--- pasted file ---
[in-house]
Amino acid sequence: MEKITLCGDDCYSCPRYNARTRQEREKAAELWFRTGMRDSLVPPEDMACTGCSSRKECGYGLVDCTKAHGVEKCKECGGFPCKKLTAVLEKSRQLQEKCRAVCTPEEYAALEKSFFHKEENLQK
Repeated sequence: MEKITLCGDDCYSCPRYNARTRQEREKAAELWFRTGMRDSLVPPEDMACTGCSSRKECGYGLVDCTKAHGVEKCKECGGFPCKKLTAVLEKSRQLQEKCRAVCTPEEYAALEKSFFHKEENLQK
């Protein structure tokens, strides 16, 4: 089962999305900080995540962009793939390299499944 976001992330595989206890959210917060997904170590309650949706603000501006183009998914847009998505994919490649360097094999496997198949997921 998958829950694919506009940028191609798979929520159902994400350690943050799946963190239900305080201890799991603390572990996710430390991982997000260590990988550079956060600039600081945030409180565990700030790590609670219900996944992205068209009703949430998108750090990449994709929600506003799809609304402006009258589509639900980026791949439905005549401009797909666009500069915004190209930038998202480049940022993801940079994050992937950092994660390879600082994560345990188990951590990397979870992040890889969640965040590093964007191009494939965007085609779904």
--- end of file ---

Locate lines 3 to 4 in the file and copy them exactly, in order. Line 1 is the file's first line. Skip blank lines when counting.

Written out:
Repeated sequence: MEKITLCGDDCYSCPRYNARTRQEREKAAELWFRTGMRDSLVPPEDMACTGCSSRKECGYGLVDCTKAHGVEKCKECGGFPCKKLTAVLEKSRQLQEKCRAVCTPEEYAALEKSFFHKEENLQK
């Protein structure tokens, strides 16, 4: 089962999305900080995540962009793939390299499944 976001992330595989206890959210917060997904170590309650949706603000501006183009998914847009998505994919490649360097094999496997198949997921 998958829950694919506009940028191609798979929520159902994400350690943050799946963190239900305080201890799991603390572990996710430390991982997000260590990988550079956060600039600081945030409180565990700030790590609670219900996944992205068209009703949430998108750090990449994709929600506003799809609304402006009258589509639900980026791949439905005549401009797909666009500069915004190209930038998202480049940022993801940079994050992937950092994660390879600082994560345990188990951590990397979870992040890889969640965040590093964007191009494939965007085609779904």